Neurogenic muscle cramps


Muscle cramps are sustained, painful contractions of muscle and are prevalent in patients with and without medical conditions. The objective of this review is to present updates on the mechanism, investigation and treatment of neurogenic muscle cramps. PubMed and Embase databases were queried between January 1980 and July 2014 for English-language human studies. The American Academy of Neurology classification of studies (classes I–IV) was used to assess levels of evidence. Mechanical disruption, ephaptic transmission, disruption of sensory afferents and persistent inward currents have been implicated in the pathogenesis of neurogenic cramps. Investigations are directed toward identifying physiological triggers or medical conditions predisposing to cramps. Although cramps can be self-limiting, disabling or sustained muscle cramps should prompt investigation for underlying medical conditions. Lifestyle modifications, treatment of underlying conditions, stretching, B-complex vitamins, diltiezam, mexiletine, carbamazepine, tetrahydrocannabinoid, leveteracitam and quinine sulfate have shown evidence for treatment.

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The author would like to acknowledge the assistance of Ms. Kimberly Chin in the generation of Fig. 1, Pathophysiology of Neurogenic Muscle Cramps.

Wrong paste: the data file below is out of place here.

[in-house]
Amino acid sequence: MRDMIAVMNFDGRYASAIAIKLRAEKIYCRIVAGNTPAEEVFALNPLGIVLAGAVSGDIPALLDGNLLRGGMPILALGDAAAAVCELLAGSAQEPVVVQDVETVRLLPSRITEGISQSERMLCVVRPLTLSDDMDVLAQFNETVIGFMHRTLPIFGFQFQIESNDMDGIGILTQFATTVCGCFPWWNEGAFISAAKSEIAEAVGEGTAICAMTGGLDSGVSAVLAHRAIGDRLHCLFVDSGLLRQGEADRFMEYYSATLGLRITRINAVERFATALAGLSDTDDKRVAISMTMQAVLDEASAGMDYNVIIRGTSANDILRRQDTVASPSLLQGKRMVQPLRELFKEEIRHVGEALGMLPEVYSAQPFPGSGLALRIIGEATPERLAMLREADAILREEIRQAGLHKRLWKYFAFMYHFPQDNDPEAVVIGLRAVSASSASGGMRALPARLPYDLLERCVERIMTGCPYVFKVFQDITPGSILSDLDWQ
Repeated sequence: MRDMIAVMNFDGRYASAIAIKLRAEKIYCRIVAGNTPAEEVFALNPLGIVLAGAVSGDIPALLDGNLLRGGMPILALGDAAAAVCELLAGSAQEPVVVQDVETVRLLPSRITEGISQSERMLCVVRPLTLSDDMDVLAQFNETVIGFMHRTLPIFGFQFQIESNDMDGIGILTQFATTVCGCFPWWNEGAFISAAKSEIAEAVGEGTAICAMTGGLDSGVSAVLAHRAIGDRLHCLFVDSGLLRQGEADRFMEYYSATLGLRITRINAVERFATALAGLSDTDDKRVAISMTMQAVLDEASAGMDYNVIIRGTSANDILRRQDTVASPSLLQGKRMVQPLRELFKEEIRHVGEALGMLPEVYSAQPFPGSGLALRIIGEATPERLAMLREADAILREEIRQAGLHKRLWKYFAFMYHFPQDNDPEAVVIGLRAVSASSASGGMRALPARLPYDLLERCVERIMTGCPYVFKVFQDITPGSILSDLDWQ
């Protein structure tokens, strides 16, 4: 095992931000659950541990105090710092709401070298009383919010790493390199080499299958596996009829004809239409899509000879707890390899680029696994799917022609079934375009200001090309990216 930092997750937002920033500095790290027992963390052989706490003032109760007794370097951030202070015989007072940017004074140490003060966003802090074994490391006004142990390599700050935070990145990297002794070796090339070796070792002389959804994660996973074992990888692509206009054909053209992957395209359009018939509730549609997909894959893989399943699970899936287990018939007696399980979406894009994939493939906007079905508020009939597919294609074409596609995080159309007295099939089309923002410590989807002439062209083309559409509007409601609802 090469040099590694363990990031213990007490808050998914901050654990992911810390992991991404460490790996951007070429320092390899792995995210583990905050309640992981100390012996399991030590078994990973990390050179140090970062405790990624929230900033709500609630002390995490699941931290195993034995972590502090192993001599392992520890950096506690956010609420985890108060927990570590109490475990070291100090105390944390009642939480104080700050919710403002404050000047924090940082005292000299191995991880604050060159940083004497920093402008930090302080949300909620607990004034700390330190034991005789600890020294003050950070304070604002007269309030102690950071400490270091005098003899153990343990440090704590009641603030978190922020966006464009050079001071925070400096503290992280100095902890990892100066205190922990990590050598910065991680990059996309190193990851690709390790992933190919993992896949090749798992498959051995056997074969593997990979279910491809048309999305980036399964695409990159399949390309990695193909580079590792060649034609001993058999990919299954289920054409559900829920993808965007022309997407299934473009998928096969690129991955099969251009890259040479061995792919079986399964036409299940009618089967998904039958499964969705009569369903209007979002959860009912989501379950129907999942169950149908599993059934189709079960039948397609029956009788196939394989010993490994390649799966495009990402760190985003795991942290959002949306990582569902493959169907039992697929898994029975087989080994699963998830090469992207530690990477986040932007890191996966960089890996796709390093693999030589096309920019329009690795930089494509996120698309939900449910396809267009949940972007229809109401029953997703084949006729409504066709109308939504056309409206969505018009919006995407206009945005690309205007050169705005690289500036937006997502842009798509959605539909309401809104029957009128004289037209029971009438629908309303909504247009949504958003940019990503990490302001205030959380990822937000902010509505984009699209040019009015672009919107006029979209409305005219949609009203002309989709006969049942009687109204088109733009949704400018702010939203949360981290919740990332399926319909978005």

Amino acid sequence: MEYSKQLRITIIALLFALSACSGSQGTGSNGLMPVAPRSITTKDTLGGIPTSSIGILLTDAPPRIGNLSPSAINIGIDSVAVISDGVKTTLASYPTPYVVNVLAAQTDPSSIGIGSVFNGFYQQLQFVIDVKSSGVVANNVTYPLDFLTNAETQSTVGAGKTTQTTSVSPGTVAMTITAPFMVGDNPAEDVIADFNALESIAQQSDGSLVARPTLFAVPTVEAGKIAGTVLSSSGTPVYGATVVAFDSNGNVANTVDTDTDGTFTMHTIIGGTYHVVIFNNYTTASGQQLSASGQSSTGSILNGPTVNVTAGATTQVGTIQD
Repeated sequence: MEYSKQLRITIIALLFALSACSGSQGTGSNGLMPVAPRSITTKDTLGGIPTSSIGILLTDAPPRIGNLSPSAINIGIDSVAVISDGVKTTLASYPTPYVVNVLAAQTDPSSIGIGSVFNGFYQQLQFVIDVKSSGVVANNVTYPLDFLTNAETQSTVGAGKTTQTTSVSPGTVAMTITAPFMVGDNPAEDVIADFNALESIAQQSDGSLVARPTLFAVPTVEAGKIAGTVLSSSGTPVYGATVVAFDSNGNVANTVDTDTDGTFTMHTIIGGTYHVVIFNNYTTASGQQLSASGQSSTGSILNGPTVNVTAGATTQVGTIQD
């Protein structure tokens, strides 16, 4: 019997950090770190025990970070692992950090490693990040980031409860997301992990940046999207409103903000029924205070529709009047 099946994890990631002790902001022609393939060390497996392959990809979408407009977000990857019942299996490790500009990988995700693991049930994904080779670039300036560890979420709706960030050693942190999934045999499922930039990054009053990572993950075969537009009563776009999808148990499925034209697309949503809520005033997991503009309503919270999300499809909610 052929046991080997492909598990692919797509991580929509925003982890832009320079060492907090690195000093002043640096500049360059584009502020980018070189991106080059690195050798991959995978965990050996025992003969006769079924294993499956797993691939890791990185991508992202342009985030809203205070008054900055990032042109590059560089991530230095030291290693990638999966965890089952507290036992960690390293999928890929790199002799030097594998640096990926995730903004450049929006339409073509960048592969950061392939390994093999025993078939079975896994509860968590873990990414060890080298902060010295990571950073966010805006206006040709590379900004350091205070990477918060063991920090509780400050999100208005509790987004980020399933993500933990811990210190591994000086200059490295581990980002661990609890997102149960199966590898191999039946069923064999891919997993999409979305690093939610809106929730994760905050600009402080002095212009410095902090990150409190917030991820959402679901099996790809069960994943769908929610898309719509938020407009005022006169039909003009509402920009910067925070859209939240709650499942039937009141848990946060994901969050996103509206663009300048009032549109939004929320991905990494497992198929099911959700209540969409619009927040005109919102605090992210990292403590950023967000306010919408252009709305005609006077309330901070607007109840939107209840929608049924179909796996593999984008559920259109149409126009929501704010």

Conflicts of interest

Dr. Katzberg drafted the manuscript and performed literature review. He has received travel support from Genzyme Corporation and grants from CSL Behring and Grifols, Canada, Ltd. There are no direct conflicts of interest in the preparation of this manuscript.

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This study does not contain clinical data or patient information.

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Correspondence to Hans D. Katzberg.

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Katzberg, H.D. Neurogenic muscle cramps. J Neurol 262, 1814–1821 (2015).

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  • Muscle crampscharlie horse
  • Chopper
  • Motor nerve hyperexcitability
  • Spasms